Although Solana has also sacrificed security and decentralization in the impossible triangle, at least it has done some innovation and adheres to the basic principles of blockchain such as global control and consensus algorithms, while Aptos and Sui are directly a traditional relational database, abandoning the basic properties of blockchain.

北辰: Are all the Move-based public chains essentially consortium chains?

Steven: Yes, and Sui doesn’t even want to pretend to be a public chain.

北辰: The use of consortium chains in China is mainly for compliance considerations, and I feel that it is a transitional product that will eventually disappear and will disappear soon.

Anyway, different people will pay for different IQ taxes. Aptos and Sui’s narrative is very appetizing for those in the Web2 world, because they can only understand these things, they may not even be able to recognize the logic of Bitcoin and Ethereum, and think it is a vague vision, and the technology is far worse than Web2. At this point, a high-performance public chain appears, and they will feel “this thing is good” out of instinctive closeness.

Basically, almost every bull market will attract a new wave of people who have just come from Web2. Their IQ tax is basically locked in the two categories of “high-performance public chain” and “large-scale easy-to-use products”, but their lifecycle is destined to be short. Undeniably, although it is an IQ tax, it can indeed attract hot money to the industry.

A capital I contacted some time ago is laying out the Sui ecosystem. The logic is relatively simple and rude. They said that the Sui ecosystem will definitely have a DEX or other basic suite, so you only need to invest in the top one or two in the first batch, and there will be good returns.

Well, it is actually correct, but these so-called “high-performance public chains” have life cycles, and they are not true order issuers. They can only take on hot money from Web2 and technology from Web3 to make a quick profit. EOS is like this, and so are BSC, Solana, and others. For example, I think Solana has not died, but it is already brain dead, so it can be declared dead in actuality.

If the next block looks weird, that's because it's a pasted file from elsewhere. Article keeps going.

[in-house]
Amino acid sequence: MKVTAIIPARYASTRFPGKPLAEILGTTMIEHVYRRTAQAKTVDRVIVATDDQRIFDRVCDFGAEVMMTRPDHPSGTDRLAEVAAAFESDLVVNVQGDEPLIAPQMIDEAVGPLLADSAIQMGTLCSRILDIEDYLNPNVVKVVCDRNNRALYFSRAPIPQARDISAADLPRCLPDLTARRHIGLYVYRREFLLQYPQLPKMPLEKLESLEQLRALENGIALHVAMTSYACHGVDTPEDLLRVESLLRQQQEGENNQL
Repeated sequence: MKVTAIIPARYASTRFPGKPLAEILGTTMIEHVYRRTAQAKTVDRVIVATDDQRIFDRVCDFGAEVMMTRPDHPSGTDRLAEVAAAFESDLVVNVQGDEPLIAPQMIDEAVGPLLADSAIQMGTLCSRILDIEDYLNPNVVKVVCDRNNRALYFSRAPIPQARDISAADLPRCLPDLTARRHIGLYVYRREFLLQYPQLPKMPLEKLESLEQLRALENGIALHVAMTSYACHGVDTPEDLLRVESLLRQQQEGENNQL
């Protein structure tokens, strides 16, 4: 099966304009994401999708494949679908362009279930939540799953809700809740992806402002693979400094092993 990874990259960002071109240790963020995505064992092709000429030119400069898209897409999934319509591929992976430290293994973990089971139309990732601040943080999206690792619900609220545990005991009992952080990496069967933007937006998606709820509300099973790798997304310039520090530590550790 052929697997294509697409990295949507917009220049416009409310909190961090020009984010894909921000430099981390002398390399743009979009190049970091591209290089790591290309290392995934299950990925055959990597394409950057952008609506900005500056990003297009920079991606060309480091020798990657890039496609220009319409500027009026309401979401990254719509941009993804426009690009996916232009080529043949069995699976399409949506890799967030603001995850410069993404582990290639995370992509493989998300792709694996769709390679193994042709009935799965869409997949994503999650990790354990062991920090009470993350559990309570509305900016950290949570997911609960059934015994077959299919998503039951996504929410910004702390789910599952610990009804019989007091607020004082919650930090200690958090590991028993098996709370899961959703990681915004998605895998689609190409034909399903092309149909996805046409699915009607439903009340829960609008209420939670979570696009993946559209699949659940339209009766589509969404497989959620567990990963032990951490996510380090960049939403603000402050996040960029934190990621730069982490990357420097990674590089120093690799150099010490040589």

Steven: They don’t understand the essence of blockchain, and they haven’t seriously looked at the Bible of the blockchain world-the Bitcoin white paper, or even how Satoshi Nakamoto thought and solved problems that traditional systems cannot solve in the emails before this.

Beichen: So, how do you view the future of Aptos and Sui?

Steven: To be honest, this is difficult to predict. Technology doesn’t matter and doesn’t delay making money. I think they are tools for the big capital behind them to harvest, so it ultimately depends on how long the capital can support them (if FTX doesn’t collapse, Solana can hold on for a while).

Aptos and Sui are projects that have developed from the corpse of Libra, and they directly take their existing technology as a selling point and try to accumulate a project.

Simply put, I have some technology in my hand, so I use this technology as a selling point to design a system, but it cannot solve the landing problem of any scenario. If you haven’t figured it out and come to do it, it must be incorrect, so I personally think they have no future.

Active participation in the short term may have good returns, but it is not the correct direction for the development of blockchain technology, and even has the opposite effect.

Beichen: Aptos and Sui are not said to be a conspiracy of capital or a game, but most of the participants (from project parties to capital to developers, media, and retail investors) really believe that they represent the future of blockchain. It should be said that it is a wishful thinking of a group of people who have just come from the Web2 world to the Web3 world.

Today, let’s talk about it here. Can you summarize a violent theory for all the views today?

Steven: To sum up, all these Libra-related projects use consortium chain technology to do public chains, which is a technological degradation, and the technology itself cannot stand.